Wall Street could soon benefit from the massive infrastructure spending being planned by the Joe Biden administration.
Wall Street could soon benefit from the massive infrastructure spending being planned by the Joe Biden administration. The $2 trillion infrastructure plan, unveiled by the White House few weeks ago, is aimed at improving and building new infrastructure across the United States. Apart from the benefits of the physical infrastructure that would be created using this, Michael Zezas, Head of Public Policy Research and Municipal Strategy for Morgan Stanley believes the money flow could also aid Wall Street. Michael Zezas in the last Morgan Stanley podcast talks about various sectors that stand to benefit from this infrastructure super-cycle.
“One obvious place to look is at cement and steel companies. With a plan to spend about $1 trillion on transportation, water and affordable housing, that’s a lot of steel and cement that will be put to use,” he said. Steel stocks such as Rio Tinto, Nucor, and Wheaton Precious Metals have surged over 5% each in the last one month. Similarly, other building material stocks have galloped higher in the last one month.
Further, Michael Zezas said that the clean energy sector also stands to benefit. “Another area that benefits is the clean energy sector – something recently highlighted by our utilities and clean energy analyst Steven Byrd,” he said. Joe Biden’s infrastructure plan proposes extensions of key tax credits for the sector, new tax credits and methods for developers to immediately realise their value, and over $170 billion to support the development and production of electric vehicle technology.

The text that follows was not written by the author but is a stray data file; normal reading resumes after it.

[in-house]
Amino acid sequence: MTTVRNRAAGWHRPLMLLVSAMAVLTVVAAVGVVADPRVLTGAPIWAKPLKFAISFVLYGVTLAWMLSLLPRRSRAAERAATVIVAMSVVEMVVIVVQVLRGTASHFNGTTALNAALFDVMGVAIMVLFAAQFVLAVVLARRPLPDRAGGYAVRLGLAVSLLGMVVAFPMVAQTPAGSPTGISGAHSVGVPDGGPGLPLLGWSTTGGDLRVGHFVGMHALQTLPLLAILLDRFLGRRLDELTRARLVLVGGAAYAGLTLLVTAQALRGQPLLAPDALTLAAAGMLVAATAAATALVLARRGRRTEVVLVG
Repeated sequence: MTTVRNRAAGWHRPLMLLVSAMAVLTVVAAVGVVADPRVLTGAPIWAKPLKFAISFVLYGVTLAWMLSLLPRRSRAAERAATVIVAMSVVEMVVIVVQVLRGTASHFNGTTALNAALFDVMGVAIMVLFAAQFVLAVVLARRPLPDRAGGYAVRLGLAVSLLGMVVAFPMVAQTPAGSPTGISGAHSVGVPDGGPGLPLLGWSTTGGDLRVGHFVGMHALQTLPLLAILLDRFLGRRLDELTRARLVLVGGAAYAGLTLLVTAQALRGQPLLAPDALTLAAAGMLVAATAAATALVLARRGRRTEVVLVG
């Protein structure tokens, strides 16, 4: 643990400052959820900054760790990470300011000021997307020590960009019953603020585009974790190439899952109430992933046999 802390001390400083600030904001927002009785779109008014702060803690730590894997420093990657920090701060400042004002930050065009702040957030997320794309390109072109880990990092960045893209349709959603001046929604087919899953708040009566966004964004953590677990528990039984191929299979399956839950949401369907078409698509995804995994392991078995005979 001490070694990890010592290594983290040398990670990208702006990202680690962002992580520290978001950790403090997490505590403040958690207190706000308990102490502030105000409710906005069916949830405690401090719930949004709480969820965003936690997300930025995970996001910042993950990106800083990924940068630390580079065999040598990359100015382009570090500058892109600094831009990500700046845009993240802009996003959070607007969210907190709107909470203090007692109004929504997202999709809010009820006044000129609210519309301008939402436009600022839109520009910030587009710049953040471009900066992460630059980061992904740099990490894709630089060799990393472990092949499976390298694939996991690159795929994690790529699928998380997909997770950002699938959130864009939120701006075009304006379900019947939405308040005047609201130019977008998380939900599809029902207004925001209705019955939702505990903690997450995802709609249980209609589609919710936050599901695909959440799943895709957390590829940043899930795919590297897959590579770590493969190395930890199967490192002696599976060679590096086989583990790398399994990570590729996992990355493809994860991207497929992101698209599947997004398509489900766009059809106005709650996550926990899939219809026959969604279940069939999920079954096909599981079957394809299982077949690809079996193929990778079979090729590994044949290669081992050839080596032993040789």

Zezas added that not only will the companies that produce clean energy benefit, but also the ones that manufacture the equipment that produces clean energy could see a jump.
Lastly, a key segment of the healthcare sector is understood to be in line to gain from the infrastructure push. Analysts at Morgan Stanley believe that the White House is signalling that its plans will include an expansion of the Affordable Care Act subsidies, and a possible lowering of the Medicare age. “Our collaboration with health care analyst Ricky Goldwasser on the impacts of such policy changes suggests there could be a fundamental positive from these policies for larger healthcare providers. That’s because while the government may be doing more healthcare business, and at lower margins, there would be more health care business to do overall, and the larger companies would have the scale to engage profitably,” Michael Zezas said.